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From the Parker County District Attorney’s Office
A Parker County jury sentenced a 19-year-old Weatherford man to 50 years in prison for robbing a Weatherford smoke shop at gunpoint in a trial that concluded in district court in Weatherford Tuesday evening.
Jaggar Lee Bayliff pled guilty to aggravated robbery on Monday and elected to have a jury determine his punishment.
Jurors watched the July 1, 2012 robbery occur in real time on the store’s surveillance camera and had the chance to hear the victim’s emotional call to 911 following the robbery during the presentation of evidence on Tuesday.
“The victim testified that, during the robbery, all she could think about was that she had to get home to her daughter,” said Assistant District Attorney Jeff Swain, who prosecuted the case with Assistant District Attorney Kathleen Catania. “She said that she became even more fearful when she saw the gun shaking in Bayliff’s hand because she knew that he was nervous and thought he might shoot her even if he didn’t intend to.”
In the video, Bayliff was seen entering the store wearing a bandana covering his nose down to his neck. The victim still could identify Bayliff, though, because of a large tattoo he had which ran down the entire left side of his face, she said. She had also seen him outside the store minutes before the robbery and recalled seeing him there several times before, though she did not know his name.
After the robbery, the clerk called 911 and, though crying, detailed what had happened to her. She testified that he got away with around $200 and several packets of what was being sold as potpourri at the time but is now known to be illegal K-2.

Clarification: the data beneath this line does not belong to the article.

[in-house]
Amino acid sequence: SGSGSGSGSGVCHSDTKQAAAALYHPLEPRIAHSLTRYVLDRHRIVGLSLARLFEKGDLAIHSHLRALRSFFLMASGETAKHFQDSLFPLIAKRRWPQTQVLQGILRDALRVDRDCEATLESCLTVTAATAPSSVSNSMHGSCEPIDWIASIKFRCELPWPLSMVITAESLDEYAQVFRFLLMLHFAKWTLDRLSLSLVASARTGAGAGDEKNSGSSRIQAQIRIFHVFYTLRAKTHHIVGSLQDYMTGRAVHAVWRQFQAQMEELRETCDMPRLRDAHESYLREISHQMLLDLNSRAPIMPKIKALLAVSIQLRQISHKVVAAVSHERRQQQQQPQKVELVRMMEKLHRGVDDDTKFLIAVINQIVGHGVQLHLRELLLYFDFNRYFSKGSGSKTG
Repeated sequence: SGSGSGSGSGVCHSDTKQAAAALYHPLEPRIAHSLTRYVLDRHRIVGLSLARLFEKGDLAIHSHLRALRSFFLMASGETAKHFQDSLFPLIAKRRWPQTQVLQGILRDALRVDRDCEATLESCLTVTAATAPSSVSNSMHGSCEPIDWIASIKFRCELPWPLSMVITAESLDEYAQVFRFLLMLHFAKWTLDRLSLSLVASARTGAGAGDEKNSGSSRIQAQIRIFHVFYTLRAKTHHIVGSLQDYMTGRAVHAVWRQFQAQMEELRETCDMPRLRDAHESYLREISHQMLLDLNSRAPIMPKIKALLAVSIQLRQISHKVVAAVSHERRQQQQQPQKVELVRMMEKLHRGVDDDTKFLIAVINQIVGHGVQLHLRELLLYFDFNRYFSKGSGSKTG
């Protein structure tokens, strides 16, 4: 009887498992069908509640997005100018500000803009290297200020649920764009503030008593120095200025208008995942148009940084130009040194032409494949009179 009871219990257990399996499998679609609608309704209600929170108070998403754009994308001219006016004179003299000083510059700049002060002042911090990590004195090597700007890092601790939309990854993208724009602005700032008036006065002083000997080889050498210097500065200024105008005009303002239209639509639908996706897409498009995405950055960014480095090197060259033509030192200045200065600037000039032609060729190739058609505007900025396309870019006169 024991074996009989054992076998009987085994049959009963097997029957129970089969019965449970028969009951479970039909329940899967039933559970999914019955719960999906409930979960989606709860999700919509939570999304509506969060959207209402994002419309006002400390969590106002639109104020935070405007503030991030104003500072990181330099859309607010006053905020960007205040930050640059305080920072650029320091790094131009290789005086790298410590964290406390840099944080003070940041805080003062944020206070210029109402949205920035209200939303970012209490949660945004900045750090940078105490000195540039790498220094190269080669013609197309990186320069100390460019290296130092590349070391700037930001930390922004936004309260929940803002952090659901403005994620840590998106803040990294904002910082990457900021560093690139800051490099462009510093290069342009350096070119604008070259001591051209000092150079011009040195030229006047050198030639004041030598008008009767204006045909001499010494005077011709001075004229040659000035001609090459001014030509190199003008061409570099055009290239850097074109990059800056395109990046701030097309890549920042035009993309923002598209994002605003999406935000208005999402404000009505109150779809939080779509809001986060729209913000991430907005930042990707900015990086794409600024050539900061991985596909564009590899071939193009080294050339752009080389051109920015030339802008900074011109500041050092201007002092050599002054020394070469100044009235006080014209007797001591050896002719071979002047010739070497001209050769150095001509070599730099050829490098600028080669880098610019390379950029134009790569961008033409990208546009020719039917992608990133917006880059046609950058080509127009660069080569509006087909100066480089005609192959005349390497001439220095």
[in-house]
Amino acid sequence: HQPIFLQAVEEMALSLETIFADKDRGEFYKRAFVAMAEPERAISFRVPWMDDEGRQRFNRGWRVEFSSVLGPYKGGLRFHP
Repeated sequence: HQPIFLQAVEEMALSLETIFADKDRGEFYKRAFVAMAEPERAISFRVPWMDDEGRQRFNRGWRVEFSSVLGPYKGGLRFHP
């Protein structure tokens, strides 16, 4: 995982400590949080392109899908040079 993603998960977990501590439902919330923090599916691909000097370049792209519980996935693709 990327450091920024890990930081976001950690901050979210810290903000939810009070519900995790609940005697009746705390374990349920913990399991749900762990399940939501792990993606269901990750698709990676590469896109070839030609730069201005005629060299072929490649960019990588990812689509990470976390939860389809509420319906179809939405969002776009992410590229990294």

“Weatherford police know their city and, when they heard the description of the robber, knew pretty quickly who had likely committed the crime,” Swain said. “When they found him two days later, he admitted robbing the store, though he would not tell detectives where the gun he used was located.”
During the trial, prosecutors introduced evidence showing that Bayliff had received a juvenile probation in 2010 for a felony retaliation offense and a misdemeanor marijuana charge. Within two weeks, he had violated that probation by possessing marijuana at Weatherford High School and was sent to a facility that treats juveniles with drug and other problems.
According to testimony from a juvenile probation officer, after nearly three months, Bayliff was terminated from that program for starting fights and making no progress beyond the program’s first phase.
Less than two months later, Bayliff was arrested for engaging in organized criminal activity for three smash and grab burglaries of Weatherford area tobacco stores. He served ten months in a state jail for that charge. Shortly after his release, he was arrested and later convicted of several misdemeanor drug possession charges. Two weeks after release from jail on those charges, Bayliff was back in jail for stealing a woman’s laptop computer. About ten days later, he committed the robbery for which he was being tried.
“I think Bayliff’s quick returns to jail combined with the nature of the robbery created a picture in the jurors’ minds of a defendant with no intention of changing direction,” Catania said. “In the three interviews Bayliff did with detectives, he never gave any indication of remorse or indicated that he had any life goals.”
Bayliff will be eligible for parole in 25 years, said Parker County District Attorney Don Schnebly.
“The sentence in this case is consistent with the stand Parker County jurors have always taken against violent crime,” Schnebly said.
The case was tried in the 43rd Judicial District Court with District Judge Craig Towson presiding.